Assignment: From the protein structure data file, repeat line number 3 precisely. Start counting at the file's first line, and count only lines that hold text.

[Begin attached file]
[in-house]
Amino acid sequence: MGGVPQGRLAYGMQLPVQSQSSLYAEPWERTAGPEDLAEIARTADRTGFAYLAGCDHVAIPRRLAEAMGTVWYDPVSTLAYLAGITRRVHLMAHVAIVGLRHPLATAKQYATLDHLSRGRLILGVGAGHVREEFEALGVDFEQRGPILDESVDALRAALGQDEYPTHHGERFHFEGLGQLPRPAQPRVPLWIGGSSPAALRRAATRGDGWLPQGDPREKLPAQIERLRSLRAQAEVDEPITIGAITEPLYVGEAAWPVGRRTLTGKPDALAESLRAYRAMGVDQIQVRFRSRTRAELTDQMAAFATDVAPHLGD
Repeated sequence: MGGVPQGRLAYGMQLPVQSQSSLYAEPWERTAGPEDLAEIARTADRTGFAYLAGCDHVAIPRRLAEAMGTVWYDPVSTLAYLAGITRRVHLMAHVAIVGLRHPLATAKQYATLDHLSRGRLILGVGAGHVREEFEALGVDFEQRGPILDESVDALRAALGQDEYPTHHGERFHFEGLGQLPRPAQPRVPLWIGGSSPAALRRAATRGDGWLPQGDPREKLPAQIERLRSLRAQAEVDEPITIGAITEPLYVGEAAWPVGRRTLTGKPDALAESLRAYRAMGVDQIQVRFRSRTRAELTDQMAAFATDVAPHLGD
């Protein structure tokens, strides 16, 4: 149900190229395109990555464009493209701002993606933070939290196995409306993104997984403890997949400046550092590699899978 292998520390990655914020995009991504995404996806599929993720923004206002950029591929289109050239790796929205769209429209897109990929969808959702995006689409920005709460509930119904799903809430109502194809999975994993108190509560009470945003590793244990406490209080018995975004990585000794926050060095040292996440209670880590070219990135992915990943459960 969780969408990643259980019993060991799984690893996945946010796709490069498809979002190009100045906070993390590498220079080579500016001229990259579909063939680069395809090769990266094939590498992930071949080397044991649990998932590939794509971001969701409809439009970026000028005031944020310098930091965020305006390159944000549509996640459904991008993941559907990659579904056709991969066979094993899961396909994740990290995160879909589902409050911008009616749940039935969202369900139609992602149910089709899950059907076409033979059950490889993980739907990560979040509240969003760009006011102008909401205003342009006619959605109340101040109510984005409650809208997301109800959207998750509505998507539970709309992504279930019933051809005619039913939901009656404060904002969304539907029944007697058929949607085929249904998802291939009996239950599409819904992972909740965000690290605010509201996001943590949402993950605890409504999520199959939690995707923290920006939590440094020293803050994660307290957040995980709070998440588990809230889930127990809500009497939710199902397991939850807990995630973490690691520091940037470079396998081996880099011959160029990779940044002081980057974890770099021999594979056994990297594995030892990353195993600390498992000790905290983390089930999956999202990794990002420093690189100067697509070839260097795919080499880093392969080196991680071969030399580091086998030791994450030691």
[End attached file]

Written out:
Repeated sequence: MGGVPQGRLAYGMQLPVQSQSSLYAEPWERTAGPEDLAEIARTADRTGFAYLAGCDHVAIPRRLAEAMGTVWYDPVSTLAYLAGITRRVHLMAHVAIVGLRHPLATAKQYATLDHLSRGRLILGVGAGHVREEFEALGVDFEQRGPILDESVDALRAALGQDEYPTHHGERFHFEGLGQLPRPAQPRVPLWIGGSSPAALRRAATRGDGWLPQGDPREKLPAQIERLRSLRAQAEVDEPITIGAITEPLYVGEAAWPVGRRTLTGKPDALAESLRAYRAMGVDQIQVRFRSRTRAELTDQMAAFATDVAPHLGD